The implementation of Android apps on Chrome OS turns out not to be based on ARC but rather packages the Android Framework in a Linux container effectively running Android (i.e. with everything except the Linux kernel) as a protected application on Chrome OS that behaves just like the real thing and that calls on the Chrome OS kernel (per the modern application container conventions) when kernel level services are required. Applications will open in their own windows in a multi-windowing UI, making Chrome OS more akin to a full strength version of Linux than the system we have known to this point.

    So, no need for ARC or NaCl. Whether these are dead or will live on to serve other purposes is an open question. The ars technica article explaining things does not fully explain everything – it is implied that where there are binary incompatibilities binary translation technology will take care of things but that sounds too optimistic. There will probably be some porting required not least of all in the container packaged Android Framework itself. Also, there will need to be an update of Chrome OS itself to pave the way for these changes.

  • ChrisGX

    Now that the (first part of) the realignment of Android and Chrome OS has been set in motion we can speculate about where all this may lead. The following is a partial list of possibilities that should not be taken as predictions.

    As Chrome OS will now employ the new and powerful style of packaging and executing programs in ‘containers’, why should this end with the Android framework and runtime? It could easily extend to:
    – running other Unix or Linux based environments (with all dependencies included), e.g. Ubuntu, in containers, too, as just another (albeit large) application that could be started (and stopped) from the Chrome OS UI without any need of having to deal with the inconveniences of developer mode or the Crouton program or face any security related issues of any consequence
    – running the many many useful applications (legacy Unix/Linux applications) that have been developed over recent decades that run natively on some variety of Unix or Linux
    – running the JVM, which is very important as a platform for server applications these days, and the many applications that depend on it by deploying everything necessary (i.e. OpenJDK) in a container

    Should any of these possibilities actually transpire, no doubt, the integration of Chrome OS and the mentioned systems and applications wouldn’t be as clean as for Android and Chrome OS but it would not be hard to get things to work. Cloud providers are hosting Linux on Linux every day. Traditionally this has been done on VMs but Google is leading the push to lightweight containers. Canonical also boasts about the ability of Ubuntu Core to provide alternate OS personalities and execution environments by running these in containers on its OS. None of this is beyond current technical capabilities but with Android apps running in addition to legacy Unix/Linux apps Chrome OS would have the enviable advantage that it has all bases covered. It wouldn’t surprise me at all if, in the coming years, the existing minimalist Chrome OS were to be complemented by another variant of the system for power users and developers. Google needs a Google branded software environment where all of its fancy new development tools can be put to work and that, additionally, will serve as a development lab to further refine those tools. Chrome OS could be that environment.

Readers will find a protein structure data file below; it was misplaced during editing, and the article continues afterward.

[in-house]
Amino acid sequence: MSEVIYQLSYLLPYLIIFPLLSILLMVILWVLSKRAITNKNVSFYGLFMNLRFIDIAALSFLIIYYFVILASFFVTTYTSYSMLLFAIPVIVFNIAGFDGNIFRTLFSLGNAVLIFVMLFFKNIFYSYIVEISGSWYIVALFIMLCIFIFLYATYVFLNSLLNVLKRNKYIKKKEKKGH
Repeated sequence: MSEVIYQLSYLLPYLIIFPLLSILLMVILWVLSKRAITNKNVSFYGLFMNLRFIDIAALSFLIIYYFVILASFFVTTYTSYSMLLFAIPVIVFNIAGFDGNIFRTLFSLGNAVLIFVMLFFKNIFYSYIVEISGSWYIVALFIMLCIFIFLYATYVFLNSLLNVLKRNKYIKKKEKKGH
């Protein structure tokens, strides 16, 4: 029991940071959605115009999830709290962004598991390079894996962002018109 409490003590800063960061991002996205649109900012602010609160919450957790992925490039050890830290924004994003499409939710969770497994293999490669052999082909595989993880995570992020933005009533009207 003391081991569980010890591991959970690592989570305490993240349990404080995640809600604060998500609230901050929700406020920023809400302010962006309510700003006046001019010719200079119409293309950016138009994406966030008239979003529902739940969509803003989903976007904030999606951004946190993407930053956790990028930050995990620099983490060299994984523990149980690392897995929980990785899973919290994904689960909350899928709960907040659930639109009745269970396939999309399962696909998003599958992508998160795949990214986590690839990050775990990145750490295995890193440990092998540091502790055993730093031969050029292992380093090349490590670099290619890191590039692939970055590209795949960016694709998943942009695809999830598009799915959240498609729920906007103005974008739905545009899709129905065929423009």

• Bern White

    When will it come?

  • Mel Schmidt

    I thought it was already on my Chromebook.

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  • Larry Zhang

    I just don’t think it will actually matter too much because you have a lot of the apps readily available on the browser. For example, google drive and it’s entire suite is better on the browser version in almost every way. I guess inbox or gmail could be ok, it’s more of a convenience factor than a game changing factor. I guess if gaming is something people are into, this could be a big deal. I guess the convenience factor would be nice to say have an app that instantly goes and does it’s job vs opening a new tab. I think it’s kind of strange though to want to use an app when you have the full blown web version available. I’ll definitely use it when it comes, but I don’t think it’s truly game changing if your mindset is stuck in productivity (Microsoft Office Online > microsoft android apps).